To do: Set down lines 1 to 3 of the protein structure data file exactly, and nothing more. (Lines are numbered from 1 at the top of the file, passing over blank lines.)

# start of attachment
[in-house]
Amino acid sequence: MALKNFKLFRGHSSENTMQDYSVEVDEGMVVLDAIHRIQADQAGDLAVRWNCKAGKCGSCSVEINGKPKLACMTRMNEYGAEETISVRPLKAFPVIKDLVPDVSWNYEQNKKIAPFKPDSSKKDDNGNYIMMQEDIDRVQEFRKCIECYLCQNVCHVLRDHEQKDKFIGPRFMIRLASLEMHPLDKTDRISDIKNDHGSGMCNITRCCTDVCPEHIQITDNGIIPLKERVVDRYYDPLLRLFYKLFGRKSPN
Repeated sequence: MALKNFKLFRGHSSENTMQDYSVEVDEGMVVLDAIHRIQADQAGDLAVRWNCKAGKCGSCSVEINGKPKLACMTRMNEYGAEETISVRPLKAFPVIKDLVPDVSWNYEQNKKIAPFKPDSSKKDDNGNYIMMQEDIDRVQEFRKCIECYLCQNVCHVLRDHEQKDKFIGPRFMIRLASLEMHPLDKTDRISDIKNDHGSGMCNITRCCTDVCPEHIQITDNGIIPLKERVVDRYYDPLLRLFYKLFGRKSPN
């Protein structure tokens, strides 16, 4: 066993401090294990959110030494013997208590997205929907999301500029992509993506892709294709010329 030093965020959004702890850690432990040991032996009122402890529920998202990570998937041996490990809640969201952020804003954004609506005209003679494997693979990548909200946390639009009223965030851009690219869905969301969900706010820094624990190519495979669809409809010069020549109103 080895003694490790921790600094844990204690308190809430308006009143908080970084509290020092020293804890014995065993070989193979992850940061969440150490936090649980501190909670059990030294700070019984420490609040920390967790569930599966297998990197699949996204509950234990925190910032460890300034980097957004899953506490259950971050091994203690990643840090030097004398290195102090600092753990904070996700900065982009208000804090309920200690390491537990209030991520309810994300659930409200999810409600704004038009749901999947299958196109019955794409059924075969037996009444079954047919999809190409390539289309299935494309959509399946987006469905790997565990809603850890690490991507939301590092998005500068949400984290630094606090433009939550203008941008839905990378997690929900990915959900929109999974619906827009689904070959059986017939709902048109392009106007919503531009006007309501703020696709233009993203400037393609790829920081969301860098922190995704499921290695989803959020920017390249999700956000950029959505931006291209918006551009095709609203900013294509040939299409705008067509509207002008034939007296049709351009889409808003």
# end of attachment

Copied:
[in-house]
Amino acid sequence: MALKNFKLFRGHSSENTMQDYSVEVDEGMVVLDAIHRIQADQAGDLAVRWNCKAGKCGSCSVEINGKPKLACMTRMNEYGAEETISVRPLKAFPVIKDLVPDVSWNYEQNKKIAPFKPDSSKKDDNGNYIMMQEDIDRVQEFRKCIECYLCQNVCHVLRDHEQKDKFIGPRFMIRLASLEMHPLDKTDRISDIKNDHGSGMCNITRCCTDVCPEHIQITDNGIIPLKERVVDRYYDPLLRLFYKLFGRKSPN
Repeated sequence: MALKNFKLFRGHSSENTMQDYSVEVDEGMVVLDAIHRIQADQAGDLAVRWNCKAGKCGSCSVEINGKPKLACMTRMNEYGAEETISVRPLKAFPVIKDLVPDVSWNYEQNKKIAPFKPDSSKKDDNGNYIMMQEDIDRVQEFRKCIECYLCQNVCHVLRDHEQKDKFIGPRFMIRLASLEMHPLDKTDRISDIKNDHGSGMCNITRCCTDVCPEHIQITDNGIIPLKERVVDRYYDPLLRLFYKLFGRKSPN